Cambridgeshire County Council to write off £85,000 paid in advance for specialist care for 16-year-old; the company then went bust

PUBLISHED: 12:14 20 March 2019

Councillors will be told  help had been sought for a 16-year-old who was subject to a Deprivation of Liberty Safeguards (DoLS) in place. It is one of the most stringently controlled procedures. Picture; NOTTINGHAM HEALTH CARE

Councillors will be told help had been sought for a 16-year-old who was subject to a Deprivation of Liberty Safeguards (DoLS) in place. It is one of the most stringently controlled procedures. Picture; NOTTINGHAM HEALTH CARE

Archant

A company and the only one of its kind able to look after a youngster subject to specialist needs has gone bust, forcing Cambridgeshire County Council to write off an £85,000 bill.

The county council paid Thoughts for Others Ltd up front fees for three months but with nearly 10 weeks remaining, the company folded.

West Midlands based Thoughts for Others Ltd went into administration last year with a recent insolvency report showing it owed more than £1.5m.

A report to next week’s general purposes committee of the county council will seek approval to write off the bill. Councillors will be told the company’s help had been sought for a 16-year-old who was subject to a Deprivation of Liberty Safeguards (DoLS) in place. It is one of the most stringently controlled procedures that cover restraint, access to legal support and restrictions.

“Thoughts of Others was considered the only suitable provision identified as able to meet the young person’s needs at that time,” says the report.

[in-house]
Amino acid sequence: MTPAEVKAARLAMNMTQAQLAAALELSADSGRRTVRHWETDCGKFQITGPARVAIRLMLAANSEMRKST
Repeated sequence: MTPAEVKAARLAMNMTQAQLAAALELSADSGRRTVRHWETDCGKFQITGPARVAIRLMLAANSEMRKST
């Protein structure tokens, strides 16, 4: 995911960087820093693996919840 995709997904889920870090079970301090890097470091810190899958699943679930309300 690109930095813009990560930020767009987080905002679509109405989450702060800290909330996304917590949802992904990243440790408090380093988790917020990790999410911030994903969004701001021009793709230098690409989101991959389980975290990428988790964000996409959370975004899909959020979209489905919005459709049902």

The provider was chosen because of a nearby school and was able to ensure the young person did not leave the care home alone.

The report says the council ordinarily pays for such provision after receipt of an invoice but in this instance the placement was deemed necessary and the provider’s terms were three months payment in advance.

All pre-placement checks were carried out and this included a financial referencing check,” says the report. “The decision to pay three months in advance and meet supplier terms was one taken due to the high risks around the placement and the need to secure a provision that could meet the young person’s needs.

“This was an isolated case and the service is clear that payment in advance should not be agreed for future placements.”

The report adds: “All payments to the provider were stopped as soon as we were made aware of the business failure and an invoice for a period of 9.5 weeks of pre-paid service which could not now be utilised was raised.”

The council has been told by the liquidator it is unlikely to get a refund “as local authority funders are not a priority creditor” and staff wages, for instance, take precedence.

The council is being advised by its finance team to write-off £85,193.57 (including VAT) following the liquidation of the company.

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